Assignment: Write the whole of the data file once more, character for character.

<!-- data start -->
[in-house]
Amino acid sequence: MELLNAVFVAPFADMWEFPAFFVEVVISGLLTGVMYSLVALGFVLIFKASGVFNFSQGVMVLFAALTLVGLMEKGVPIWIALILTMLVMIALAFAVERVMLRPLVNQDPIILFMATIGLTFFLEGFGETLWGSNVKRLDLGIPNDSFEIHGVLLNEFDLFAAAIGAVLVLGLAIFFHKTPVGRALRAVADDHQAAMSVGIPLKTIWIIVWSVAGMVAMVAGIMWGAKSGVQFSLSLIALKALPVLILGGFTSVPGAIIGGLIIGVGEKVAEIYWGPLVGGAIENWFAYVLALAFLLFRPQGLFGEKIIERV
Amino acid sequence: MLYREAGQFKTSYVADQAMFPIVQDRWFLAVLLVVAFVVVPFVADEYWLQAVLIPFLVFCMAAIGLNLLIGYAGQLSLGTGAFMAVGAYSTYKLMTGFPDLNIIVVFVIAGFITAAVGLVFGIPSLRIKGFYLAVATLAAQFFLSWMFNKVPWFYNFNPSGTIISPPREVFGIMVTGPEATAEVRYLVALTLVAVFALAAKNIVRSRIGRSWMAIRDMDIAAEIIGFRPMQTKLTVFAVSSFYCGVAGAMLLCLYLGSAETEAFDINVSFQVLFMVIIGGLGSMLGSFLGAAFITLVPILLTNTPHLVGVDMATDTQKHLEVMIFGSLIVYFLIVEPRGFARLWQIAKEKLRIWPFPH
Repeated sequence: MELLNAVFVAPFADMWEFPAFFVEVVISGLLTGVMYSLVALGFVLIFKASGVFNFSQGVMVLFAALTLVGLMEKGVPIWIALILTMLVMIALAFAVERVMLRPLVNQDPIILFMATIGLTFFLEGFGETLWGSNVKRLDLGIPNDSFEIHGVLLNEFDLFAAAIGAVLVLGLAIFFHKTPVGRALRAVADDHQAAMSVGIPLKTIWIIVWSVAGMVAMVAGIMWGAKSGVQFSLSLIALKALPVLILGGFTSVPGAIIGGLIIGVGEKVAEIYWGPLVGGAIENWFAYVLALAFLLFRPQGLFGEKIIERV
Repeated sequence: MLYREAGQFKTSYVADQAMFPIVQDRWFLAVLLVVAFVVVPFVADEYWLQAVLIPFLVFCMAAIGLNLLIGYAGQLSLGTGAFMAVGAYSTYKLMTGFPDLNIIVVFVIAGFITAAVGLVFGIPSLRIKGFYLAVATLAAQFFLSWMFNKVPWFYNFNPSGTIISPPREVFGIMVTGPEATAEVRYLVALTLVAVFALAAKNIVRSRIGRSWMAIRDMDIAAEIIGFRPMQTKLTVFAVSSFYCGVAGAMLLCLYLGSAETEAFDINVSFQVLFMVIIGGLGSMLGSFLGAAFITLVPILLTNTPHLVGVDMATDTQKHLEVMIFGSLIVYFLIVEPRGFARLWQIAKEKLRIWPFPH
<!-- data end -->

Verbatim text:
[in-house]
Amino acid sequence: MELLNAVFVAPFADMWEFPAFFVEVVISGLLTGVMYSLVALGFVLIFKASGVFNFSQGVMVLFAALTLVGLMEKGVPIWIALILTMLVMIALAFAVERVMLRPLVNQDPIILFMATIGLTFFLEGFGETLWGSNVKRLDLGIPNDSFEIHGVLLNEFDLFAAAIGAVLVLGLAIFFHKTPVGRALRAVADDHQAAMSVGIPLKTIWIIVWSVAGMVAMVAGIMWGAKSGVQFSLSLIALKALPVLILGGFTSVPGAIIGGLIIGVGEKVAEIYWGPLVGGAIENWFAYVLALAFLLFRPQGLFGEKIIERV
Amino acid sequence: MLYREAGQFKTSYVADQAMFPIVQDRWFLAVLLVVAFVVVPFVADEYWLQAVLIPFLVFCMAAIGLNLLIGYAGQLSLGTGAFMAVGAYSTYKLMTGFPDLNIIVVFVIAGFITAAVGLVFGIPSLRIKGFYLAVATLAAQFFLSWMFNKVPWFYNFNPSGTIISPPREVFGIMVTGPEATAEVRYLVALTLVAVFALAAKNIVRSRIGRSWMAIRDMDIAAEIIGFRPMQTKLTVFAVSSFYCGVAGAMLLCLYLGSAETEAFDINVSFQVLFMVIIGGLGSMLGSFLGAAFITLVPILLTNTPHLVGVDMATDTQKHLEVMIFGSLIVYFLIVEPRGFARLWQIAKEKLRIWPFPH
Repeated sequence: MELLNAVFVAPFADMWEFPAFFVEVVISGLLTGVMYSLVALGFVLIFKASGVFNFSQGVMVLFAALTLVGLMEKGVPIWIALILTMLVMIALAFAVERVMLRPLVNQDPIILFMATIGLTFFLEGFGETLWGSNVKRLDLGIPNDSFEIHGVLLNEFDLFAAAIGAVLVLGLAIFFHKTPVGRALRAVADDHQAAMSVGIPLKTIWIIVWSVAGMVAMVAGIMWGAKSGVQFSLSLIALKALPVLILGGFTSVPGAIIGGLIIGVGEKVAEIYWGPLVGGAIENWFAYVLALAFLLFRPQGLFGEKIIERV
Repeated sequence: MLYREAGQFKTSYVADQAMFPIVQDRWFLAVLLVVAFVVVPFVADEYWLQAVLIPFLVFCMAAIGLNLLIGYAGQLSLGTGAFMAVGAYSTYKLMTGFPDLNIIVVFVIAGFITAAVGLVFGIPSLRIKGFYLAVATLAAQFFLSWMFNKVPWFYNFNPSGTIISPPREVFGIMVTGPEATAEVRYLVALTLVAVFALAAKNIVRSRIGRSWMAIRDMDIAAEIIGFRPMQTKLTVFAVSSFYCGVAGAMLLCLYLGSAETEAFDINVSFQVLFMVIIGGLGSMLGSFLGAAFITLVPILLTNTPHLVGVDMATDTQKHLEVMIFGSLIVYFLIVEPRGFARLWQIAKEKLRIWPFPH